May 11, 2020
For Successful AI: Train both Algorithms and Humans
Agents in the loop should have a real understanding of how the AI works to avoid "automation surprise."
Abhishek Gupta, a machine learning engineer at Microsoft and founder of Montreal AI Ethics Institute, highlights some important issues to bear in mind as many companies are accelerating their adoption of more sophisticated AI due to the coronavirus pandemic.
For implementing human in the loop, Gupta suggests that the agents in the loop should have a real understanding of how the AI works to avoid “automation surprise.” Automation surprise happens when things go wrong with automated technology, and the humans-in-the-loop become confused and struggle to regain control.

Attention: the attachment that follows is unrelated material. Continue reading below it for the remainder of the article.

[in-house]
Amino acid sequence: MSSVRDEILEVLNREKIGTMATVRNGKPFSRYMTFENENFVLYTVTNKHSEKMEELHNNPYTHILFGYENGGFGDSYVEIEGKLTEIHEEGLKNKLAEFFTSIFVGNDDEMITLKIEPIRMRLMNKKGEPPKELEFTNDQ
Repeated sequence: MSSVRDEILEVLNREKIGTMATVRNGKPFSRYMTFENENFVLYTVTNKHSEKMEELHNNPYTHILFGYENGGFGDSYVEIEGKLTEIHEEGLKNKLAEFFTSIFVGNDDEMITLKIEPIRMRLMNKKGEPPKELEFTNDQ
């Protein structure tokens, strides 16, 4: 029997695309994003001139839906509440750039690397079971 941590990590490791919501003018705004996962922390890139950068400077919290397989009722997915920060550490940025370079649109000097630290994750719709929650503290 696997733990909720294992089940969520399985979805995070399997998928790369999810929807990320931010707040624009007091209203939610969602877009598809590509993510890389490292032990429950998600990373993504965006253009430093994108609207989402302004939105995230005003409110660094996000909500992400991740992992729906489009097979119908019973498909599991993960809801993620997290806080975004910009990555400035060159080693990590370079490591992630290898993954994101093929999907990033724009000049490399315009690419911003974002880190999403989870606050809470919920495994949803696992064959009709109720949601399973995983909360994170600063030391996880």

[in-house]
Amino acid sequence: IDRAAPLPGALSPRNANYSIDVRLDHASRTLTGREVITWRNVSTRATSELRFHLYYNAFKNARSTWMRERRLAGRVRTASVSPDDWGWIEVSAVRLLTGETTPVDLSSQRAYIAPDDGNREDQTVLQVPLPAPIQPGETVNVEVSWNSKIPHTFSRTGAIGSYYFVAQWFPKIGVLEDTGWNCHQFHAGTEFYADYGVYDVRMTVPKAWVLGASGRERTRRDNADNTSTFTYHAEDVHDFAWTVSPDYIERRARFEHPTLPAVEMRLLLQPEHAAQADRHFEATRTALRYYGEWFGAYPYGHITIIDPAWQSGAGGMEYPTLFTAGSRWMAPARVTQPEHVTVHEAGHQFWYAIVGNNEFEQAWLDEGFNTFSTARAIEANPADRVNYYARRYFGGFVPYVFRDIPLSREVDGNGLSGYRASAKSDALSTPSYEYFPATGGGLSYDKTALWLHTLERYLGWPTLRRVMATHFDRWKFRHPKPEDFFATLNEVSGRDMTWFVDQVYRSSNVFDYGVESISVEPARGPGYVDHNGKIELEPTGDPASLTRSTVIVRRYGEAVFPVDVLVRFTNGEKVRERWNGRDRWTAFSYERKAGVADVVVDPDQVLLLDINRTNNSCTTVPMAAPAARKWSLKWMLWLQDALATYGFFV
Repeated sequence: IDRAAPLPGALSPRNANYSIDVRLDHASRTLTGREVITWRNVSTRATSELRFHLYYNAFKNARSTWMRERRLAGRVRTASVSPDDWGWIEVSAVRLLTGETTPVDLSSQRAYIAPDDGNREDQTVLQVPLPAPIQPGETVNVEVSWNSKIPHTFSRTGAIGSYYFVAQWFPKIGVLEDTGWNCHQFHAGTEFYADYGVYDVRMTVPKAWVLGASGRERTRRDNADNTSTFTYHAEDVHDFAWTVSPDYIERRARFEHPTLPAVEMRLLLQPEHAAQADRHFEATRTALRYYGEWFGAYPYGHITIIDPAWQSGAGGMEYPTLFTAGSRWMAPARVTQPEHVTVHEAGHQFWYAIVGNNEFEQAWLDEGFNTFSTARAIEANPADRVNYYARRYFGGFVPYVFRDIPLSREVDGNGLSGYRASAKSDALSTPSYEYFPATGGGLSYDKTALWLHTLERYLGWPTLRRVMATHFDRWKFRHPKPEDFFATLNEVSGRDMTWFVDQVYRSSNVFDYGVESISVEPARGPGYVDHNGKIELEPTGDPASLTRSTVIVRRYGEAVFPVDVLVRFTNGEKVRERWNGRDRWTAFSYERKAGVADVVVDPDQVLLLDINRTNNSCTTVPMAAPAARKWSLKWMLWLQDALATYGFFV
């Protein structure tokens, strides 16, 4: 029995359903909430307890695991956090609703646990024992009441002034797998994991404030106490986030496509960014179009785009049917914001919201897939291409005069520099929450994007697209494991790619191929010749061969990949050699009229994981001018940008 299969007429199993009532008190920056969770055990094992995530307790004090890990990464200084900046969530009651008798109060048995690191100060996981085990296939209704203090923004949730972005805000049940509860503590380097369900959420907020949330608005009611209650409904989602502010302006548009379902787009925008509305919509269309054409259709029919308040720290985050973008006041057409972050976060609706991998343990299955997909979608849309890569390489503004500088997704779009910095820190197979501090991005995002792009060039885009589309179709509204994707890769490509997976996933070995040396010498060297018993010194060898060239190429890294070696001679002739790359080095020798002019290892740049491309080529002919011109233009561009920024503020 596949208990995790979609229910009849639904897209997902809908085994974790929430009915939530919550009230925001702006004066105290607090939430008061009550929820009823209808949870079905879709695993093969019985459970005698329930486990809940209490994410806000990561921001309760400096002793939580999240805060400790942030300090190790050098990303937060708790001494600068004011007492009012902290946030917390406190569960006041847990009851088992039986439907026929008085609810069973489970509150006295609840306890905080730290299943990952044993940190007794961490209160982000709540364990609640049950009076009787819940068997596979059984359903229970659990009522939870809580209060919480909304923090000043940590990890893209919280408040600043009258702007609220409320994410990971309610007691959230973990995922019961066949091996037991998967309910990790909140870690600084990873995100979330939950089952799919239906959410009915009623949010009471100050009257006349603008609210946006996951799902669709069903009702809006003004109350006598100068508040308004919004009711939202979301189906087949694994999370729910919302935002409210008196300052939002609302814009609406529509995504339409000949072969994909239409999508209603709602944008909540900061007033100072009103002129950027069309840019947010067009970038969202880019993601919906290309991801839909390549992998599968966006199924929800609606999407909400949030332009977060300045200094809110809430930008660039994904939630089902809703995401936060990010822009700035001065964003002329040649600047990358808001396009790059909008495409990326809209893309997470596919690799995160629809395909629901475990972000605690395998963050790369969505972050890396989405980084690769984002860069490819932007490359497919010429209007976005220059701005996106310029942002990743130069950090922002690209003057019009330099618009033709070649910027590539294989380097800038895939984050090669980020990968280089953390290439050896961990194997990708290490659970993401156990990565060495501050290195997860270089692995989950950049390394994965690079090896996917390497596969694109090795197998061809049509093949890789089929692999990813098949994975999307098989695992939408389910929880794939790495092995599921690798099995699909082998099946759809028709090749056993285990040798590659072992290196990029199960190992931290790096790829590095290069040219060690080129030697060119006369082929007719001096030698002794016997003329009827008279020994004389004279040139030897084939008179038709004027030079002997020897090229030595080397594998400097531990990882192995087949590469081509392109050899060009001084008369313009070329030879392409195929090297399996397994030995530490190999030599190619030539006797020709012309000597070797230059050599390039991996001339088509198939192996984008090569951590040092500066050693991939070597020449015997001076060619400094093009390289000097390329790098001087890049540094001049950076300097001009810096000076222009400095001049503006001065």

Gupta explains that a lot of AI engineers spend too much time worrying about how to train their algorithms, and little time thinking about the humans who will use them. He has a lot of good perspective on how to train AI engineers, but incorrectly assumes engineers are the only problem solvers who create and apply AI.
This is where the power of co-creation is incredibly valuable – diverse solutions come from diverse perspectives, and the ability to co-create AI changes the way it is made. Rather than relying different teams (engineering and marketing/customer service/etc.) to come together and attempt to speak the same language, equip your team with a conversational AI platform that allows everyone to come together to co-create the experience. Co-creation will result in better trained algorithms and many more humans who understand how the AI works to avoid automation surprise.
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